It takes a village to house a village.
- as told by my friend, and co-worker,
Lead Park Ranger Jim, in Fairview, Oregon
Three days before Christmas, early on a Friday afternoon, a fellow Ranger and I approached a dilapidated motor home parked at Chinook Landing. I stopped because I had seen it there the day before and wanted to check in, make sure everything was ok, and to verify that the occupants understood the rules of the park, one of which includes no camping.
Almost immediately after knocking, windows filled with children’s faces.
Over the past couple of years we have begun to see this a lot. Motor homes parked in our facilities, parked along pull outs of roads that dissect our neighborhoods and along Marine Drive. Motor homes that have long ago worn out their recreational value have become constantly moving “homes.” I have seen these carapaces of nomadic lives surrounded by piles of, what people with nothing, consider everything. I have seen two of these blackened hulks parked along Marine Drive for weeks, the remains of fire that burned them to rubber. Having seen all of this, this was the first one I had seen spill over with children.
A bare-foot woman tightly clutching a bathrobe came out into the cold rain. She apologized. “So sorry,” she said.” We know we shouldn’t be here. We just need a few more hours.” I begin to think about rules. The rules against camping and the eighty dollar fine for failure to pay to enter the park. It all got muddled by the faces of kids, so many kids. Another woman opened the door, greeting me by apologizing…”I’m sorry, I have eight kids.”
Three days before Christmas with snow and ice in the forecast.
A quick call to Jen brought with it the approval for a fee waiver to remain in the park through Christmas. Jen told the story to Stephanie Rawson who, late on a Friday, sent out an e-mail to a multitude of emergency and social service organizations describing the situation. The temperature started to drop. A longer call to my mom and my girlfriend brought about a flurry of communication to local churches and websites. As it came time to close the park, I stopped the family as they were leaving.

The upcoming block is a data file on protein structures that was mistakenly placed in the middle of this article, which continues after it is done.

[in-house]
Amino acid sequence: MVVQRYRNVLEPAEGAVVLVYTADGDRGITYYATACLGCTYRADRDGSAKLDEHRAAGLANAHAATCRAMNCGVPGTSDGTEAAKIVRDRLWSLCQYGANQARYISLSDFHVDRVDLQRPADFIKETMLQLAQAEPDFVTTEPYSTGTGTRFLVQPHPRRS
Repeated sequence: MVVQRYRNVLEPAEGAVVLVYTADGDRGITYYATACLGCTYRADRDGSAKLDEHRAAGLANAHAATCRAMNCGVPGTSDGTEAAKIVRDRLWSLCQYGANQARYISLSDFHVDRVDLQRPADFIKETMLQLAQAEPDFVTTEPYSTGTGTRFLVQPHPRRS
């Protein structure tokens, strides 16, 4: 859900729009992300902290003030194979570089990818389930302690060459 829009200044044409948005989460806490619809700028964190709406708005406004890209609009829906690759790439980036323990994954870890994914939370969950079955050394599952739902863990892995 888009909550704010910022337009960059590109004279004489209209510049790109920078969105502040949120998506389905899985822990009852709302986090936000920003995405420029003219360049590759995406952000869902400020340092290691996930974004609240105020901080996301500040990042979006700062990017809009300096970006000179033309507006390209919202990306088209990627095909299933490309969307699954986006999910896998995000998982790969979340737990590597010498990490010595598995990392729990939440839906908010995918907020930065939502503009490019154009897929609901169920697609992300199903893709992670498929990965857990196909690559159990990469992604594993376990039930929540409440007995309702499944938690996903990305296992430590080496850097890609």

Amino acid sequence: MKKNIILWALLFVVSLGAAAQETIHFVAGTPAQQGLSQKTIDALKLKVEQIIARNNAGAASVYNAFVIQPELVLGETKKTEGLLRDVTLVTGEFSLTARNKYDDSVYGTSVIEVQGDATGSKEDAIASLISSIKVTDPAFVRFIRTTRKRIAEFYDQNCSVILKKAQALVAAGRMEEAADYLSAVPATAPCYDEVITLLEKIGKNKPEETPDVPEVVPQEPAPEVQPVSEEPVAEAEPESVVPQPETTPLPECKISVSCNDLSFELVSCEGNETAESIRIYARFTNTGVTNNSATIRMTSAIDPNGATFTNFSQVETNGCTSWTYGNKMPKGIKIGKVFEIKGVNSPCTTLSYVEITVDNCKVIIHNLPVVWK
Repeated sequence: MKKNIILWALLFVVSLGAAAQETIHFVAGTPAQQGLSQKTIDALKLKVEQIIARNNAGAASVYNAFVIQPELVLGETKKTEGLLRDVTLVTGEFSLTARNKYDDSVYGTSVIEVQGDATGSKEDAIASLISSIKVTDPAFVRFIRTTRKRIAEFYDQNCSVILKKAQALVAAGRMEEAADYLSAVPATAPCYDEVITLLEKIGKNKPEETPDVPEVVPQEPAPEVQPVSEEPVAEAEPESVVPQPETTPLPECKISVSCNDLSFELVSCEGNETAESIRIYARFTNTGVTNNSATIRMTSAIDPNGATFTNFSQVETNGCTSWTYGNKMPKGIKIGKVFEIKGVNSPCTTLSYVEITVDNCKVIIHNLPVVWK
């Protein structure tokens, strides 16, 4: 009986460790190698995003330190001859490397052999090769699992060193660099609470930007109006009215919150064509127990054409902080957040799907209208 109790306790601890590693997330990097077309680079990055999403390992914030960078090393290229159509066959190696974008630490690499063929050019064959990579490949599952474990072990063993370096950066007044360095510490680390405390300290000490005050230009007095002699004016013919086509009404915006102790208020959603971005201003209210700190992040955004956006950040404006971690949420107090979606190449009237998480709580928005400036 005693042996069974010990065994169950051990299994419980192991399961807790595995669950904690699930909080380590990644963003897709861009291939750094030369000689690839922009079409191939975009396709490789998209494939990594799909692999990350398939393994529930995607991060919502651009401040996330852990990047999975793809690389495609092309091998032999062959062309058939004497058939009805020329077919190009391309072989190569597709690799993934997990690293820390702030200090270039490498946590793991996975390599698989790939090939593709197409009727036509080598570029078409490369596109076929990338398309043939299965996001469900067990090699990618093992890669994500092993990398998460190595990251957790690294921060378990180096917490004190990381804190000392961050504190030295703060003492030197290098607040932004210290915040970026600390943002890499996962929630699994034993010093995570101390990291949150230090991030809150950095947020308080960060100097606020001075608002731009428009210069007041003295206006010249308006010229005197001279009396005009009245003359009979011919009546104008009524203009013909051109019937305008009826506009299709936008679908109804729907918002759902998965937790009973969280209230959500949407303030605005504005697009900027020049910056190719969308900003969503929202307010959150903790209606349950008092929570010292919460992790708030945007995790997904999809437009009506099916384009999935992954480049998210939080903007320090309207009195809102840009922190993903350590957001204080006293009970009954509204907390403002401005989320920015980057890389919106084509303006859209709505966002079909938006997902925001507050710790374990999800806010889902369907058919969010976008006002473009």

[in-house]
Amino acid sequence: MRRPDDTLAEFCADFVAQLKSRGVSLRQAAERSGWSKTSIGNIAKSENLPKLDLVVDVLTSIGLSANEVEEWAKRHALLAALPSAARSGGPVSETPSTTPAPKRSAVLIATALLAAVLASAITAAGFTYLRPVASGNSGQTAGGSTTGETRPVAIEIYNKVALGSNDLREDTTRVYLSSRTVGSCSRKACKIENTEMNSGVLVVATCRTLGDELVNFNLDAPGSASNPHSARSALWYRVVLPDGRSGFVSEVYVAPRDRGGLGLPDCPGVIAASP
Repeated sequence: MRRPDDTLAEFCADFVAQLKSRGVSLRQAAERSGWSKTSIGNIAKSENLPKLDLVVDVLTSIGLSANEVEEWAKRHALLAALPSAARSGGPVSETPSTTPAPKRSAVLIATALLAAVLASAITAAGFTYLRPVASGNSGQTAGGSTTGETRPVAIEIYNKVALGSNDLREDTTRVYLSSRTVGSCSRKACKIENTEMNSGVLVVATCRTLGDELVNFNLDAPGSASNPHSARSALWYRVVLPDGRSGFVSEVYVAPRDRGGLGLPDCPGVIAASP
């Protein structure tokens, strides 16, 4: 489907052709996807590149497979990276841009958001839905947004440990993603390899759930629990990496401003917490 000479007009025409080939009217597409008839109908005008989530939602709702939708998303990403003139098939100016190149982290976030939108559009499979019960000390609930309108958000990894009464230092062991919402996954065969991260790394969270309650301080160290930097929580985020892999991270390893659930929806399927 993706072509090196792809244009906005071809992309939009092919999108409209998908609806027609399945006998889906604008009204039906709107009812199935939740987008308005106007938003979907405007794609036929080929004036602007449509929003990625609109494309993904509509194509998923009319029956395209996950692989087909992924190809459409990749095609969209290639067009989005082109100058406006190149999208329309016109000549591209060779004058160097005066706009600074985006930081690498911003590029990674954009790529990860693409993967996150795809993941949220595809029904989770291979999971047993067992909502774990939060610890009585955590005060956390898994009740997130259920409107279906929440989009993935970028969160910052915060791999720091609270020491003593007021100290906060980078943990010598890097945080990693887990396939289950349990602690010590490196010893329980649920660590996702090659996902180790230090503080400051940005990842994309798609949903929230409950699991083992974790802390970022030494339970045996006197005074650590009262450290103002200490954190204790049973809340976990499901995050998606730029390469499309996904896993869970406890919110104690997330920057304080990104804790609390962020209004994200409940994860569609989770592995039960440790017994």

Three generations, fifteen people, eight of them kids, happened to come to my park, our park, and now it pained me to see them go. I told them about a turn out along 148th where they might be able to park for the night and encouraged them to come back the next day. Problematic with helping so many of these transitory homes is that the frequency with which they are forced to move makes it difficult, if not impossible, to find when help becomes available.
I broke down Friday evening, unable to stop seeing all the kid’s faces in the windows. Three days before Christmas, I asked the family for a list of things they needed. I needed to do something. My mom and girlfriend needed to do something. Sitting in my truck, I read the list. I read it a couple of times. When I shared it, I would hear long pauses or an “oh my!”
This is not a holiday list. This is a shopping list of the very basics.
Formula, diapers, blankets, jackets both for adults and kids, socks, trash bags, propane, powdered milk, water and food. We see them everywhere now. I have seen need. I see it on the cardboard signs every day as I slow down to get on the freeway, in the tents huddled together next to freeways and the guy who has taken to setting up his bed under the overpass close enough to my house that he can see the holiday lights. I had seen it, but this list, those kid’s faces, made me feel it.